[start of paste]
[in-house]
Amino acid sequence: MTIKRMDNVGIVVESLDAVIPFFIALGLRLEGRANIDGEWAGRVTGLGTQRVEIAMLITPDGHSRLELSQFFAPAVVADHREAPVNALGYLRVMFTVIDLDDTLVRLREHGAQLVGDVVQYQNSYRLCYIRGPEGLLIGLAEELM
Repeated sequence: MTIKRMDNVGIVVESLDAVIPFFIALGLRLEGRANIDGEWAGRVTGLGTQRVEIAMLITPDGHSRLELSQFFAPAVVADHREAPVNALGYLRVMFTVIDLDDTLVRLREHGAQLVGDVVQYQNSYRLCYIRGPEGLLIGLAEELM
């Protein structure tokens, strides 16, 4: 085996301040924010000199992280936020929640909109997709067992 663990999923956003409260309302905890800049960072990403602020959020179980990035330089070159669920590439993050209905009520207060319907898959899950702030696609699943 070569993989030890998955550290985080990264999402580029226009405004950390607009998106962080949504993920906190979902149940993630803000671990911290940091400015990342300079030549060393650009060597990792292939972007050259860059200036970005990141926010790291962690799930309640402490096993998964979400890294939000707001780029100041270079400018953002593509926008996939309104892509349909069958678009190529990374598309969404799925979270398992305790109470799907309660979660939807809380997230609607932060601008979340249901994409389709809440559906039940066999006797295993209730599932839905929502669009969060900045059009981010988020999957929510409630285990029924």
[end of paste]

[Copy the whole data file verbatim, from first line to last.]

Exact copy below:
[in-house]
Amino acid sequence: MTIKRMDNVGIVVESLDAVIPFFIALGLRLEGRANIDGEWAGRVTGLGTQRVEIAMLITPDGHSRLELSQFFAPAVVADHREAPVNALGYLRVMFTVIDLDDTLVRLREHGAQLVGDVVQYQNSYRLCYIRGPEGLLIGLAEELM
Repeated sequence: MTIKRMDNVGIVVESLDAVIPFFIALGLRLEGRANIDGEWAGRVTGLGTQRVEIAMLITPDGHSRLELSQFFAPAVVADHREAPVNALGYLRVMFTVIDLDDTLVRLREHGAQLVGDVVQYQNSYRLCYIRGPEGLLIGLAEELM
């Protein structure tokens, strides 16, 4: 085996301040924010000199992280936020929640909109997709067992 663990999923956003409260309302905890800049960072990403602020959020179980990035330089070159669920590439993050209905009520207060319907898959899950702030696609699943 070569993989030890998955550290985080990264999402580029226009405004950390607009998106962080949504993920906190979902149940993630803000671990911290940091400015990342300079030549060393650009060597990792292939972007050259860059200036970005990141926010790291962690799930309640402490096993998964979400890294939000707001780029100041270079400018953002593509926008996939309104892509349909069958678009190529990374598309969404799925979270398992305790109470799907309660979660939807809380997230609607932060601008979340249901994409389709809440559906039940066999006797295993209730599932839905929502669009969060900045059009981010988020999957929510409630285990029924």